The Ministry of Environmental Protection (MoEP) will allocate some NIS 8.6 million to the rocket-battered city of Sderot in southern Israel. The money will go toward promoting recycling and installing modern underground waste bins throughout the city. Environmental Protection Minister Amir Peretz made that announcement during a meeting with Sderot Mayor Alon Davidi, during a visit to Sderot on Monday, August 5th.
Just over half of the MoEP’s Sderot budget – NIS 4.6 million – will go toward separation of waste-at-source, a program being gradually implemented throughout the country to encourage residents to divide their trash into different streams in their homes. To this end, Sderot residents will receive brown bins, where they will be expected to throw their leftover food and organic waste. This organic waste will be recycled, and used to produce green electricity and fertilizer, instead of being thrown into landfills, where it would contribute to contamination of the soil, air, and water. More than 1 million Israelis are already separating their waste at-source, a key to the Recycling Revolution.
As mentioned above, the money will also pay for underground waste bins. These will reduce odors and spreading of pests, while also improving the appearance of the city by preventing the scattering of garbage and reducing the number of large bins on the street. In addition, fewer garbage trucks will be required to collect the trash, due to the large size of the underground bins.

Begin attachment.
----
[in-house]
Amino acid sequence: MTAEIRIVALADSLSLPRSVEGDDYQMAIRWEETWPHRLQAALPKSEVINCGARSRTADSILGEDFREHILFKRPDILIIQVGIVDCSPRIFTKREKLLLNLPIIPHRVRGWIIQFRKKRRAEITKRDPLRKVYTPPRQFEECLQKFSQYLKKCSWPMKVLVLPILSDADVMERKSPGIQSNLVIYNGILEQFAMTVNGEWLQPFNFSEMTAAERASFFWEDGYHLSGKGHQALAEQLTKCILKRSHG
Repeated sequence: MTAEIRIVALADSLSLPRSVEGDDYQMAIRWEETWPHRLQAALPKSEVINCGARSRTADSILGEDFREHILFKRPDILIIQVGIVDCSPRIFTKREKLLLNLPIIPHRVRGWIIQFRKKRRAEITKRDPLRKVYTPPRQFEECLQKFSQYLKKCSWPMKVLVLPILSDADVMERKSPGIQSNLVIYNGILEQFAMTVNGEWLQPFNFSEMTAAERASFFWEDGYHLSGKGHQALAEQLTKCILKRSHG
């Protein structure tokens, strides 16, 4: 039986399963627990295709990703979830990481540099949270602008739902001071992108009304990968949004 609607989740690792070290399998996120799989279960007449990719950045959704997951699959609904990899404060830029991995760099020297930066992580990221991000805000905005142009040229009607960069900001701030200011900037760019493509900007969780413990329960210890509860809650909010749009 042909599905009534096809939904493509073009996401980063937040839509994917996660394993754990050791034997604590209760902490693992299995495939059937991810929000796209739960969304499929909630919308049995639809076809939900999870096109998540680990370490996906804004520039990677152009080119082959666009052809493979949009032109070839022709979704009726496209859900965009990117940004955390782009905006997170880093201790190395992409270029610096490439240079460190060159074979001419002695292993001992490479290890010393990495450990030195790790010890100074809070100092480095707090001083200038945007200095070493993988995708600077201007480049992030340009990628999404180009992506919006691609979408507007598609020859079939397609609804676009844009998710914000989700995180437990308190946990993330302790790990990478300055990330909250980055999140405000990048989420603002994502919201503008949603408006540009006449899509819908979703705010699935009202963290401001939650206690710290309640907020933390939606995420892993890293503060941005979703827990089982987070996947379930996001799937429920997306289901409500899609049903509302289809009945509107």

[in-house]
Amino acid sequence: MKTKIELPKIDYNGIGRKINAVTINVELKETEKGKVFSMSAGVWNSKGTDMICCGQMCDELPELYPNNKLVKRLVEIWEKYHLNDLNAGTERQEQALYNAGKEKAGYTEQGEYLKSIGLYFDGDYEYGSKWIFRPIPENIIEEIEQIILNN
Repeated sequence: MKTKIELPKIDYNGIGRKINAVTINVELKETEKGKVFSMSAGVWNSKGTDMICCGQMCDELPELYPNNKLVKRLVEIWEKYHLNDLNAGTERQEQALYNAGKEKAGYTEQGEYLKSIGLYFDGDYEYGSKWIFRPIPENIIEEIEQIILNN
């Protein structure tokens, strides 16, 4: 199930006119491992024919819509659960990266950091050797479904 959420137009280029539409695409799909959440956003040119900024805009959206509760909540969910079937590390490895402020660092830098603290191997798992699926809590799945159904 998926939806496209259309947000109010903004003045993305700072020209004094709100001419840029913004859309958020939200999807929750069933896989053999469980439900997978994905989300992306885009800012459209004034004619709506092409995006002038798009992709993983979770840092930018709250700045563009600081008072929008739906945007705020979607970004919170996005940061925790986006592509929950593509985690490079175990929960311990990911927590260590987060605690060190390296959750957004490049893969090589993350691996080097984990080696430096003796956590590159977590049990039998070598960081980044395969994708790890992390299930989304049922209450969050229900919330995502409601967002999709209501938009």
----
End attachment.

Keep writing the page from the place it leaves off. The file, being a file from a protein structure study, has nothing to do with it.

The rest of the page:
Minister Peretz: "The government is must prove that we are not only embracing the south during wartime, but also when it comes to routine matters. Therefore, we came [to the south] to see how we can help. And we certainly found areas in which they require assistance, such as agricultural waste and the quality of the environment in general. I believe that this is the way to give residents of the south the feeling that, indeed, we are standing with them."
Peretz also visited the Eshkol, Sdot Hanegev, and Sha’ar Hanegev regional councils, and also promised funding for them – to go toward both the Recycling Revolution and enforcement of environmental laws. They will receive NIS 1.64 million, NIS 800,000, and NIS 1.4, respectively. In addition, the Hof Ashkelon Regional Council will receive NIS 520,000. The sums are determined, among other things, based on the number of residents in an area.